Ujas:I've always been interested in how things work. All my science teachers [in high school] said I 'd be good at research. We had a research class in my high school in which I enrolled in 9th grade. I liked it. Later, I got into Dr. Entcheva's lab when I applied for the Simons program, a high school research program which I started at the end of junior year, beginning of senior year. I did a project using naturally-occurring natural scaffolding to grow cardiac cells. I came back the following summer to take on a new project. And I've been there ever since.
I'm between 3 or 4 projects now — taking the high school stuff to another direction, finishing up a paper on temperature and cardiac contraction. I'm also working on a new project with the Howard Hughes foundation on micropatterning, which is basically creating fine 3-D structures for cardiac cells to grow.
How do you like being at SBU so far?
I love it! There are a lot of opportunities here that most people don't realize are available. I think it's a really good setting to do whatever you want to do. Everything is available. And people are here to help you get it if you work for it.
It was a big plus already having a research placement coming in, too. I didn't have to spend time trying to find a lab. I had a place to go from day one. That was a lot of help. That was kind of the reason why I came to Stony Brook. I wanted to continue to work in my lab. It's such a good lab.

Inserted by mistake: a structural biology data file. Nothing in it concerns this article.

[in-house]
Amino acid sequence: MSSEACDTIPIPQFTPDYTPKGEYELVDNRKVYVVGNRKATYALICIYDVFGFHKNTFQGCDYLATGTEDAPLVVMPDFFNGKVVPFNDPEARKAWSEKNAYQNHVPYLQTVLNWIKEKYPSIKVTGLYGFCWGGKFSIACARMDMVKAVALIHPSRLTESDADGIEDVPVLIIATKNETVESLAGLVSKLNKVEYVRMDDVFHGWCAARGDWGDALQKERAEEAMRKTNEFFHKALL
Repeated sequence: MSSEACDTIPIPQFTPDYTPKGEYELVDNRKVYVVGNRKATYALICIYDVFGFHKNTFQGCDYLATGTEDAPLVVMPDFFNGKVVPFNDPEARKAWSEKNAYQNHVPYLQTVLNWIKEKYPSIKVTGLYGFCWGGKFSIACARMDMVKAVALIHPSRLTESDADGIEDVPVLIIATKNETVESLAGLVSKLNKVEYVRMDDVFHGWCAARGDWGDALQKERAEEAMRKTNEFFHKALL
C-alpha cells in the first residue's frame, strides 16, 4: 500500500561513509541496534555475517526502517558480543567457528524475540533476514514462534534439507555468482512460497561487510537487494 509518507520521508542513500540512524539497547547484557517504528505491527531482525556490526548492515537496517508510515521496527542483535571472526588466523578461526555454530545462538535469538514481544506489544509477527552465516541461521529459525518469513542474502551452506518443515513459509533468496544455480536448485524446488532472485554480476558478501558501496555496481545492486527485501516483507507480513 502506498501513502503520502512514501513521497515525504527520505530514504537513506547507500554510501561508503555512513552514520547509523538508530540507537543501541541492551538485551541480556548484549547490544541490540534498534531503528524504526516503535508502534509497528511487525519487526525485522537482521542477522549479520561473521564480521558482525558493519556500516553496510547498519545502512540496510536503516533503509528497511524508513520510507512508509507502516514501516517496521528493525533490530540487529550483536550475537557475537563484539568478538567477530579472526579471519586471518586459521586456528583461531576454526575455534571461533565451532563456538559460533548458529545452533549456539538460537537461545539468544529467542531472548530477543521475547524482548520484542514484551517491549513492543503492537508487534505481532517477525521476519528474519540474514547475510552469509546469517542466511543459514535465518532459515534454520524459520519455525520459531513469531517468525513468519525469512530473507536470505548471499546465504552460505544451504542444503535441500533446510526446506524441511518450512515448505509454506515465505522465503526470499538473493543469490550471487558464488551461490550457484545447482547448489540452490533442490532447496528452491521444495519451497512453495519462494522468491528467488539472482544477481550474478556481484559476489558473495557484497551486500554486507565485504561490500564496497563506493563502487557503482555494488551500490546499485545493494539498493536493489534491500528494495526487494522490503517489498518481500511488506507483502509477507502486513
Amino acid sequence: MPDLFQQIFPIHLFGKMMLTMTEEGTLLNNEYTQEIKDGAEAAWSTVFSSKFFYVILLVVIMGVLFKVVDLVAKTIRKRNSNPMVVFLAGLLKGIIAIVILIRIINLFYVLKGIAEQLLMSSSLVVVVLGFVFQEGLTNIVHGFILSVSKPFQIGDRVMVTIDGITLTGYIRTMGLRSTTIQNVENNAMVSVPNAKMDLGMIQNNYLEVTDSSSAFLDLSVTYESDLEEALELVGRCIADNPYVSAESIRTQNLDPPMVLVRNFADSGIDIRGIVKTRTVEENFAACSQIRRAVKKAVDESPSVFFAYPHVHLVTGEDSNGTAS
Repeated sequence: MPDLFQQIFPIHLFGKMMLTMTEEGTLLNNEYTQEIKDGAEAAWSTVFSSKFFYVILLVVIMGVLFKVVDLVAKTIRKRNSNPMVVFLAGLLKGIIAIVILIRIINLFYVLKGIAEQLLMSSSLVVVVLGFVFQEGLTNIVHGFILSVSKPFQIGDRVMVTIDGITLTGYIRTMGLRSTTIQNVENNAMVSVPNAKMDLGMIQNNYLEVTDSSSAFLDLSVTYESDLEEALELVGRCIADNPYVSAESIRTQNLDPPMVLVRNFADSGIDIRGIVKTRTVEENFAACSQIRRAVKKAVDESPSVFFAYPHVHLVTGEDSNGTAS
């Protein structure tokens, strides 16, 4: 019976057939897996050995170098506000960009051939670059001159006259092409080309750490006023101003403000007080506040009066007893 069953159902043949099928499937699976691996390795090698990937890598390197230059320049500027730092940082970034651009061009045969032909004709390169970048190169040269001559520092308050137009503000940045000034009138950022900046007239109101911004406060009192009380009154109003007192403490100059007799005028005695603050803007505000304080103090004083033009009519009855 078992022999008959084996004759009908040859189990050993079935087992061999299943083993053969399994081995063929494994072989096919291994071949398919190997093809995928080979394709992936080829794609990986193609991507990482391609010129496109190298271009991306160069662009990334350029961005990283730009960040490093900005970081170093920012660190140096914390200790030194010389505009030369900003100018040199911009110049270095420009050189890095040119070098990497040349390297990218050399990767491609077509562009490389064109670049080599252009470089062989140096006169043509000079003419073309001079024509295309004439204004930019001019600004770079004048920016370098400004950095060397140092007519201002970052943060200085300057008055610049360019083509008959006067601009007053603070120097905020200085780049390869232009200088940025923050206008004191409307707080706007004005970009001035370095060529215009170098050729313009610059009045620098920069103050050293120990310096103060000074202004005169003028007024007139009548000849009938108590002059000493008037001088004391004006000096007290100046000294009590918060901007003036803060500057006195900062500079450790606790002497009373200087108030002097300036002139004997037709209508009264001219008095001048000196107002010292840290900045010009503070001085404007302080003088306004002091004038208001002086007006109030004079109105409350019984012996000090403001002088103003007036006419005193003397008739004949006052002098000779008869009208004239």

Tell me more about your lab, and your research mentor.
The thing about the lab. . . . they're extremely enthusiastic about their work and it's kind of contagious. The kids in lab are regular there for 10-12 hours a day. They want to be there. We talk, have random discussions about stuff. Overall, it's a really great environment, because you're always really thinking and everyone is always there to help you. And my research mentor, Dr. Emilia Entcheva, is very supportive and encouraging. She won't give you a project and say you have to do this or that. She'll let you pick a project that you're really interested in. Because it's your project, you're more inclined to put more hours into lab, and you're more inclined to enjoy working on it.
How do you find it balancing research and class work?
I think research actually helps me understand my class work better. Because I actually see the applications. And if you can actually utilize what you use in class, you'll understand it so much better. I'd say it helps me do better in my classes. And vice versa. Especially with the math, I was able to use the stuff I learned in Calc 4 to write computer programs to analyze my data which was very helpful. If I didn't take Calc 4, I would never have been able to do that.
So both the classes help the research and the research helps the classes?
Yeah, it's symbiotic. . .They both take a lot of time. But if you're able to balance the two, you'll get a lot out of it. And you'll see the applications of what you learned.
What have been your best and worst research experiences so far?